What is a Rain Garden? A Rain Garden is a planted depression into which rainwater drains from impervious urban areas, like roofs, driveways, and compacted lawns. In its simplest form, a rain garden is a shallow depression, containing absorbent, yet free draining soil and planted with vegetation that can withstand occasional temporary flooding. Rain gardens are designed to mimic the natural water retention of undeveloped land, and are more efficient than garden lawns in absorbing excess water drained from hard surfaces.
Excess rain water drains firstly into what is essentially a flower bed, and continues to drain slowly into the surrounding soil instead of flowing into the drainage system. They can be designed for specific soils and climates.
The Rain Gardens also dispose of excess water through transpiration. This is the process where a plant takes up water through its roots, and finally returns water to the atmosphere by evaporation from its leaves.
Native, water tolerant plants are recommended for rain gardens because they are more tolerant of the local climate, soil, and water conditions. Biodiversity gains enormously because Rain Gardens also attract wildlife.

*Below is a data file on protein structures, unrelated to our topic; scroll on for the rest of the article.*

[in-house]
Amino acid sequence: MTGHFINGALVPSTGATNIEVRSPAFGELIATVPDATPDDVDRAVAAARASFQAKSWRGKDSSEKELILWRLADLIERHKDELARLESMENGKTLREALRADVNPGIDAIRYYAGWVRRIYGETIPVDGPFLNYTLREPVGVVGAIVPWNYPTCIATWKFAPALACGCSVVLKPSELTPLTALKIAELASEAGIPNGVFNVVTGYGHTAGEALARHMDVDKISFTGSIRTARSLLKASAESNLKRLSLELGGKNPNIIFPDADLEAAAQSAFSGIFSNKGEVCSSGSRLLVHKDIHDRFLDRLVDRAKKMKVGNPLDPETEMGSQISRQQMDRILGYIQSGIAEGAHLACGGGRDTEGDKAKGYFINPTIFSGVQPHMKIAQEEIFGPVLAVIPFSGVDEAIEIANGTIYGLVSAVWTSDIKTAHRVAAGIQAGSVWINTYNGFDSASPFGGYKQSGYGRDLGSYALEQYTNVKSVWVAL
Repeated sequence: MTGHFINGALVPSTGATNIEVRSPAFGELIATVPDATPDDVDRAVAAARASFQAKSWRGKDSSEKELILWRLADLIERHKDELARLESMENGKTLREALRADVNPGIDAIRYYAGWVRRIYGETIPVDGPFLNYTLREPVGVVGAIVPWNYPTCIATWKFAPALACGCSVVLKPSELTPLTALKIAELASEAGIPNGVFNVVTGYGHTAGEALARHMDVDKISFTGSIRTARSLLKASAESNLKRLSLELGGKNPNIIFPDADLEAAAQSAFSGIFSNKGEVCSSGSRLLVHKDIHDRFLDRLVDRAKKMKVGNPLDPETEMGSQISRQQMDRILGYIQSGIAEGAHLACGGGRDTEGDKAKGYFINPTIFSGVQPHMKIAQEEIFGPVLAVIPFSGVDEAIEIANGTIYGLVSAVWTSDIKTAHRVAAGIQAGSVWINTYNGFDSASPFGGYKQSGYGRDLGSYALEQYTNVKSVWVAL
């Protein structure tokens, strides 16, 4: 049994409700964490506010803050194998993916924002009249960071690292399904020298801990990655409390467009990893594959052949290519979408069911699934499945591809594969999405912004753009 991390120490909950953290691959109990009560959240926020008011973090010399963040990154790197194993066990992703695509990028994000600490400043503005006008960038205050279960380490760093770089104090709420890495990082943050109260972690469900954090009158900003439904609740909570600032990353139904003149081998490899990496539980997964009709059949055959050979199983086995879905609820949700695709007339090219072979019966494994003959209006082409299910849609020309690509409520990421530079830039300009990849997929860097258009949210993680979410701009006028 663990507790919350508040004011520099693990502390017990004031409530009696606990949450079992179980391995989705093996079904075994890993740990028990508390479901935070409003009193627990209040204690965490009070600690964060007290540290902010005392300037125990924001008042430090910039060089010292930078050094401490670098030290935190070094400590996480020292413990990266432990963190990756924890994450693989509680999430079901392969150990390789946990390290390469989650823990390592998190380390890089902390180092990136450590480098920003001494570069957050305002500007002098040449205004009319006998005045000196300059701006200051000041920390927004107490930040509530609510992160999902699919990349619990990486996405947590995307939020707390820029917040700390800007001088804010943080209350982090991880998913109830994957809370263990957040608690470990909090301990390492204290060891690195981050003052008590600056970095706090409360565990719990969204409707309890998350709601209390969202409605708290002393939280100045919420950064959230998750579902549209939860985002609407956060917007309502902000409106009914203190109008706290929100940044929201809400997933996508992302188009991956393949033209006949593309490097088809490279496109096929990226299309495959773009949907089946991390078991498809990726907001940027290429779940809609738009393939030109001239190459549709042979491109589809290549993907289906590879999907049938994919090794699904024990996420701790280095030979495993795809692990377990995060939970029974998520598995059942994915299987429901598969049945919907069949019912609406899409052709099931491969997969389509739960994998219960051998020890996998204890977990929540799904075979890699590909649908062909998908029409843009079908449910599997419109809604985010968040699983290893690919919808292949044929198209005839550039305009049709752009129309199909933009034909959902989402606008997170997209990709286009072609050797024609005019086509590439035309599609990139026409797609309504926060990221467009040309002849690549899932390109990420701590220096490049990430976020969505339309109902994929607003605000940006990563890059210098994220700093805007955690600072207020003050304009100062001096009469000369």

A Rain Garden Guide has been produced by leading experts in the field of water management, and is supported by both the Environment Agency and Southern Water. The guide introduces you to Rain Gardens and talks about why and where you might like to create your own. A whole garden can become a rain garden, and each component of the whole can become a small-scale rain garden in itself.
Follow this link to download the Rain Garden Guide
Follow this link to find out more about Rain Gardens
The Manhood Peninsula Partnership was formed in recognition of the challenges the peninsula faces as a result of climate change and the increasing demands on its environment. By recognising the different issues the area faces, its assets and possibilities, and by valuing its distinct and almost unique character on the south coast, the MPP hopes to create opportunities and... Read More»
Drainage and flood risk are increasing problems on the Manhood Peninsula which may worsen considerably with climate change. For local advice see the Chichester District Council web pages for Drainage - Help and Advice. The Manhood Peninsula Partnership (MPP) commissioned a drainage survey of the peninsula and is working closely with local parishes to improve drainage knowledge of the area and help local authorities... Read More»
For most of its history, Sussex has been an agricultural county. The Chichester area, with the fertile coastal plain for arable and the Downs for sheep and cattle grazing, has long been one of the richest in agricultural terms. Just as the medieval sea trades were based on wool, Chichester Harbour’s sea trade from the 17th to the early... Read More»